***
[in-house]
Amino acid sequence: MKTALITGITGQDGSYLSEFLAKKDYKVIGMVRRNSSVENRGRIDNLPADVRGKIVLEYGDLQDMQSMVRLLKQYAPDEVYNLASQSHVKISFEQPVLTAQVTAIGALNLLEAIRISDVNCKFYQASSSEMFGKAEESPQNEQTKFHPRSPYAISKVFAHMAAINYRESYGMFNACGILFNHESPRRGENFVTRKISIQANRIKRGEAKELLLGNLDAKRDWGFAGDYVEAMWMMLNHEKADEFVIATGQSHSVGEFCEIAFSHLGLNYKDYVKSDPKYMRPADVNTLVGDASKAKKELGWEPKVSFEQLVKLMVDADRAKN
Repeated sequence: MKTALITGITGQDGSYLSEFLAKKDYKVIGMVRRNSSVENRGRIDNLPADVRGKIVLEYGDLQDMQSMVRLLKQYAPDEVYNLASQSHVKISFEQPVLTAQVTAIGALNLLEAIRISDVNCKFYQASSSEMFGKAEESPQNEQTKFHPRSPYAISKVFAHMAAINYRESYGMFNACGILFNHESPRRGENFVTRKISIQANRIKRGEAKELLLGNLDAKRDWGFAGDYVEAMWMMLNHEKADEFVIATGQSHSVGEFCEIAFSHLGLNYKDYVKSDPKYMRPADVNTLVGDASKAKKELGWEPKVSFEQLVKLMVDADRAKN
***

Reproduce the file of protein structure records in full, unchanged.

[in-house]
Amino acid sequence: MKTALITGITGQDGSYLSEFLAKKDYKVIGMVRRNSSVENRGRIDNLPADVRGKIVLEYGDLQDMQSMVRLLKQYAPDEVYNLASQSHVKISFEQPVLTAQVTAIGALNLLEAIRISDVNCKFYQASSSEMFGKAEESPQNEQTKFHPRSPYAISKVFAHMAAINYRESYGMFNACGILFNHESPRRGENFVTRKISIQANRIKRGEAKELLLGNLDAKRDWGFAGDYVEAMWMMLNHEKADEFVIATGQSHSVGEFCEIAFSHLGLNYKDYVKSDPKYMRPADVNTLVGDASKAKKELGWEPKVSFEQLVKLMVDADRAKN
Repeated sequence: MKTALITGITGQDGSYLSEFLAKKDYKVIGMVRRNSSVENRGRIDNLPADVRGKIVLEYGDLQDMQSMVRLLKQYAPDEVYNLASQSHVKISFEQPVLTAQVTAIGALNLLEAIRISDVNCKFYQASSSEMFGKAEESPQNEQTKFHPRSPYAISKVFAHMAAINYRESYGMFNACGILFNHESPRRGENFVTRKISIQANRIKRGEAKELLLGNLDAKRDWGFAGDYVEAMWMMLNHEKADEFVIATGQSHSVGEFCEIAFSHLGLNYKDYVKSDPKYMRPADVNTLVGDASKAKKELGWEPKVSFEQLVKLMVDADRAKN